To 'support' the government is great- of course there have been some ace protests we should look towards- like the boys who spentainiously held a carnival on the M25 (Critical mass I think)... they held a Carnival- got moved on by the police who discovered that they had used the noise as a cover to plant four trees in the fast lane... FUNNY!

Use Flashmobs; use humour; use the absured.

"To sin by silence makes cowards of us all"

I am more than up for this.
Dec. 13th, 2005 05:01 pm (UTC)
I'd be up for it. I wouldn't be willing to do anything that might get me arrested however, as I could be disqualified as a director if that happened.
Which would be bad.

As Mark says - Satire is good. A lone protestor with a placard being manhandled ot the ground by people wearing TB masks for example.
Dec. 13th, 2005 05:23 pm (UTC)
Arrested= bad.
I agree.

(no subject) - tooth_fairy - Dec. 13th, 2005 07:05 pm (UTC) - Expand
Dec. 13th, 2005 05:21 pm (UTC)
Best way to find out about the laws about entering the US, is to talk to the US Embassy in London. Web pages are way outta date sometimes, if they even have the right info on them in the first place.
(Deleted comment)
Dec. 13th, 2005 08:59 pm (UTC)
After reading your post I went back to have another look at it.

I guess an idea can only be as absolute as the words that define it, it's always going to be open to some kind interpretation.
I would have thought that your logical conclusion of 'anybody can say what they like, where they like it' is spot on.
We can; and that's good (...or at least it was) even if it does support the rights of people who wish to express unpleasant views at inappropriate moments...they still have the right...(this is reminding me of a scene from 'Life of Brian').
That right is vital.

The declaration of Human rights suggests that we can impart information and ideas through any media regardless of frontiers...as far as I can see that means anywhere you like. We could debate how to interpret this for ever...or just take it for what it says, which does seem to be absolute.

I guess the worst thing about this Law is that does not serve the people very well, instead it stifles them.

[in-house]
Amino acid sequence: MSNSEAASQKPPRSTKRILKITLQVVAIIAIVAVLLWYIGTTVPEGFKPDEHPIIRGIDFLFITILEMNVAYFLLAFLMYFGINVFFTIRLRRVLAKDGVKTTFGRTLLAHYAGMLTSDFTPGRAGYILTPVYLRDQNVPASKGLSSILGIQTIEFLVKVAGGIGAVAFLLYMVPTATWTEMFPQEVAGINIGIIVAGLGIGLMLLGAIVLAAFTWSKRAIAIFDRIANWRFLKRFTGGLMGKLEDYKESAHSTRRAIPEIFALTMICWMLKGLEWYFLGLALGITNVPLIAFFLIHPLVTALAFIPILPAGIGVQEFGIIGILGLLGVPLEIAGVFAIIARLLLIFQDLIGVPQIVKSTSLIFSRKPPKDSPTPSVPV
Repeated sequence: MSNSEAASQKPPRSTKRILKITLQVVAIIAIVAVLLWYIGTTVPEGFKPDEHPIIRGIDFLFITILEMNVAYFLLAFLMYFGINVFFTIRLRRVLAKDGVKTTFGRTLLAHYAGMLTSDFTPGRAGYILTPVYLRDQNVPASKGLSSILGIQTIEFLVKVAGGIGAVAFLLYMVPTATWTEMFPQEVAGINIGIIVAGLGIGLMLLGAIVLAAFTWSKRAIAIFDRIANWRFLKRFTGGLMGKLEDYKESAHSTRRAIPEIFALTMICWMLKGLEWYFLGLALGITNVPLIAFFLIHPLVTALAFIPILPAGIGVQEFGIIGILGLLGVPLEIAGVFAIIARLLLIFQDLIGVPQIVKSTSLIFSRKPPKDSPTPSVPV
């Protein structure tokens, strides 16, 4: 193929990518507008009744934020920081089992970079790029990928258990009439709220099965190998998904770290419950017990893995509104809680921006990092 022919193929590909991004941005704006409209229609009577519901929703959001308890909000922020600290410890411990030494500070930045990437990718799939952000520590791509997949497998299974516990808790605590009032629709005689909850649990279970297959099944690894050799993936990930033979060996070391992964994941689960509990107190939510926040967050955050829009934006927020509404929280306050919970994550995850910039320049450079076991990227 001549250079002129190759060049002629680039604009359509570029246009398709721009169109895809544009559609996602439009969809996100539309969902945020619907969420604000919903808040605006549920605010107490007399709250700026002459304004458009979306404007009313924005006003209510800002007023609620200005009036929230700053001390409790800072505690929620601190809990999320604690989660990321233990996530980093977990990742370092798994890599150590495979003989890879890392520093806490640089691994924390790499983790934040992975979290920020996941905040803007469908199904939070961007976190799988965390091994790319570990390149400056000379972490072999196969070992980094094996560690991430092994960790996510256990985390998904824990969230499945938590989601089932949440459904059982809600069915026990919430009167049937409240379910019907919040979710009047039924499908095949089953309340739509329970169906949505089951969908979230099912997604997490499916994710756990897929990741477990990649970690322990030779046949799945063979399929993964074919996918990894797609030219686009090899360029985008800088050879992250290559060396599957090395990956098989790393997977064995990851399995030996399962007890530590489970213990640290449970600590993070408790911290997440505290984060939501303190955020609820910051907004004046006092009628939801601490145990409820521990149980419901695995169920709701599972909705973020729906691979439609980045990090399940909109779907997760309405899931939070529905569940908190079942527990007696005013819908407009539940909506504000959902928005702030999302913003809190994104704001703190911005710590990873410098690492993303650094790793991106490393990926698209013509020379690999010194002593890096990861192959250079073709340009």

The Human Right quote just helps illustrate that.

Dec. 13th, 2005 06:36 pm (UTC)
Typing "Westminster exclusions zone map" into google leads you to:

People have protested there already more than once. They took along pens and paper to "make banners for other marches" if I recall correctly.

As for the "conditional discharge" - yes, it does go on your permanant record. As this relates to entrance to America the exact law can be found here (http://www.travel.state.gov/visa/frvi/ineligibilities/ineligibilities_1364.html).
Dec. 13th, 2005 10:04 pm (UTC)
As to protesting.
Before you will be allowed to set up anything like a process, you will need to go to the Metroplotian police website and look at the details there. You will also need to apply to the Public order Office. Here's a few handy tips:


Also as a thought, whilst you may not have permission to protest on parliamentary owned grounds, the actual large piece of grassland outside parliament is owned by the Mayor of London, so you can always apply to protest there instead.


Apparently they're pretty good people to deal with
Dec. 14th, 2005 01:13 pm (UTC)
sounds gneraly good. I;d be interested in an appropreate trip to london...
Dec. 15th, 2005 06:53 pm (UTC)
Count me in,too.
( 46 comments — Leave a comment )

Latest Month

May 2015


Powered by LiveJournal.com
Designed by Tiffany Chow